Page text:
Those are the words of prominent Harvard Medical School physician Edward H. Clarke (as well as swathes of German “experts” at the time) in his 1873 book Sex In Education: Or, A Fair Chance For Girls. Clarke’s idea was that energy in a person is constant. So if you use too much of your energy for frivolous things like higher education, then you will be taking necessary fuel away from other parts of the body — the parts most important to men. (Why this didn’t apply to males wasn’t really covered in Clarke’s writing. Perhaps the oversight was due to spending too much of his precious vitality worrying about women becoming sexless brainiacs.)
As you might imagine from the century that gave us science as progressive and accurate as phrenology, Clarke’s half-baked speculations caught on like wildfire. His book had 16 editions and set woman’s access to higher education back by decades. But at least we can take refuge in the fact that those outdated views have been left exactly where they belong in the long distant past … of 2005.
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“Time was, the internet was just for pirating music and pornography was still mostly purchased on DVDs.”
Yes, the same primitive year that brought us American Dad also saw a former president of Harvard University, Lawrence H. Summers, claiming that women were biologically wired to break if they strained themselves with too much education. Sadly, that doesn’t seem to be only one (or even two) guy’s stupid opinions. Clarke’s legacy lives on.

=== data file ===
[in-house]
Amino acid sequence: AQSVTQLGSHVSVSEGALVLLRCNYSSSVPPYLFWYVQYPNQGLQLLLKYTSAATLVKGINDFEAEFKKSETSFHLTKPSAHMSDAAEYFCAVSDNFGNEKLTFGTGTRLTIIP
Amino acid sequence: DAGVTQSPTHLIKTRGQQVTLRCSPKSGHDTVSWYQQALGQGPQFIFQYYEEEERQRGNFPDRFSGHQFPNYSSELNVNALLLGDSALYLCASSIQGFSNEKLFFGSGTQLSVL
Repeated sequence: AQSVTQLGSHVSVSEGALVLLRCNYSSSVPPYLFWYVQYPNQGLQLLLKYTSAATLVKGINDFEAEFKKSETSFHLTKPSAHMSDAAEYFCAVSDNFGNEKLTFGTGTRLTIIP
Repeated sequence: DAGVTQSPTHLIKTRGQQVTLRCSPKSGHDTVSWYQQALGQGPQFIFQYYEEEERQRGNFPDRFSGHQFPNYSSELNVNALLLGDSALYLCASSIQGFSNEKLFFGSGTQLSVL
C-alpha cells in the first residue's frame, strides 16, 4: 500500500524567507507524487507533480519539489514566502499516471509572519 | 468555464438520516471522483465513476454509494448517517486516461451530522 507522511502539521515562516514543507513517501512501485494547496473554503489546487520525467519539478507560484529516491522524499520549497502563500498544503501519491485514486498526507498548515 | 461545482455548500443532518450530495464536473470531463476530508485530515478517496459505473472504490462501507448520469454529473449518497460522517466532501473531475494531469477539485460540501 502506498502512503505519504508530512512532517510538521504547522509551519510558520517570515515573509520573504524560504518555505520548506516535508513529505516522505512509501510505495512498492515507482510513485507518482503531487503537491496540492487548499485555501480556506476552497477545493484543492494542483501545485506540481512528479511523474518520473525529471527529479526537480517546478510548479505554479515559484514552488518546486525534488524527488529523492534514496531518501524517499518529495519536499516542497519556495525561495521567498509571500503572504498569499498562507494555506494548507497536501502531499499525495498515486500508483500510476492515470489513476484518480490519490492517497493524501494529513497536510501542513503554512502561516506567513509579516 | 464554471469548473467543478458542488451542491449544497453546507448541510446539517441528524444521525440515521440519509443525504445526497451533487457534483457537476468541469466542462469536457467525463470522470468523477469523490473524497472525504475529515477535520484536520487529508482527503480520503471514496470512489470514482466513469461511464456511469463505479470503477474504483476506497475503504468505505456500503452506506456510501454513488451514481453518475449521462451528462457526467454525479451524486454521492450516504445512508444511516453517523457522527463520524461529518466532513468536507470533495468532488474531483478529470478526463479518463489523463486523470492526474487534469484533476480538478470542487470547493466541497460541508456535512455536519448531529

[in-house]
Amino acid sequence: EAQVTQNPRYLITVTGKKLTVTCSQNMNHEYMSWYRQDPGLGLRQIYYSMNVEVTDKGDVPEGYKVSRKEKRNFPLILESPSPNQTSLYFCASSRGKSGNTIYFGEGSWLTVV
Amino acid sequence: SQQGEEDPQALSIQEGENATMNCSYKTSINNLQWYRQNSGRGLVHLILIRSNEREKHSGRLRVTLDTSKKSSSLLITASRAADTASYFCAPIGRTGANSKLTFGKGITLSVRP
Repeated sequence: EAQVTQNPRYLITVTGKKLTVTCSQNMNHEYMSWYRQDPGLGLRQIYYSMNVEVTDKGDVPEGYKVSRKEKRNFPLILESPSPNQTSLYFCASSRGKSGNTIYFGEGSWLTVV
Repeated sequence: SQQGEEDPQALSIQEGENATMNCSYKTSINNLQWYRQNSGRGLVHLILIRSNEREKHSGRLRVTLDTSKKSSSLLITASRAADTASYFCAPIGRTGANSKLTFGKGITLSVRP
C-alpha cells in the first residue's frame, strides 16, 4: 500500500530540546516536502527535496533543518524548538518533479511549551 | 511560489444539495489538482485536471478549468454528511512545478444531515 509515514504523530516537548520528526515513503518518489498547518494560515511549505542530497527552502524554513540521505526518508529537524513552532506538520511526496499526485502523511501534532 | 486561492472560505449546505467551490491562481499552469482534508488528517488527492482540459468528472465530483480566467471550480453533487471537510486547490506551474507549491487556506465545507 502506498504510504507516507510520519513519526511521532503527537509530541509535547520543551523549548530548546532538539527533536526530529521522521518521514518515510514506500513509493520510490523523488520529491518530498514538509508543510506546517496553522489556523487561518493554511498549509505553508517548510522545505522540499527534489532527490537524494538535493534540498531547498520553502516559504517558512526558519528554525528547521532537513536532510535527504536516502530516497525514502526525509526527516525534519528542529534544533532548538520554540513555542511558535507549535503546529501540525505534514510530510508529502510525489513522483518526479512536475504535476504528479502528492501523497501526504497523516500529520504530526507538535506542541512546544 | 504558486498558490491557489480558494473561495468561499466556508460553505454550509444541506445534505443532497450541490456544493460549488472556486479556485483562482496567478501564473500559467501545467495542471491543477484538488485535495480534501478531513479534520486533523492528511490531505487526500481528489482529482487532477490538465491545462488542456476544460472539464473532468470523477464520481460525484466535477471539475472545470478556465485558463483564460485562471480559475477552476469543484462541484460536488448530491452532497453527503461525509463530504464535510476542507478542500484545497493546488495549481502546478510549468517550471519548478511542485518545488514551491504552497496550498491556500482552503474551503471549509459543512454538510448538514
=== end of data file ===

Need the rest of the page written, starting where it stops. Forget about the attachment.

While it is true that more higher education students than ever are women, we’ve written before that they’re still hugely underrepresented in subjects linked to science, technology, engineering, and math. And if you look at who’s awarded teaching positions in higher education, women come up short with depressing regularity. Their male counterparts outnumber female professors by more than three to one. And those who do land a professor position despite the handicap of being born a lady can expect to earn substantially less than their male colleagues.
But it’s not like they’ll have higher medical costs or pay gender-specific taxes … oh, right …
Even universities, those bastions of rationality and objectivity, still favor PhD candidates with a little extra D.
Adam Koski is so unafraid of vaginas that he wrote half of a fantasy book full of characters who have them. Mike is a freelance journalist who writes about things like beer. Roisin Isner is pronounced “Roh-sheen Eyes-nur.” She’s very sorry about that.
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An interesting read via Cracked: All Posts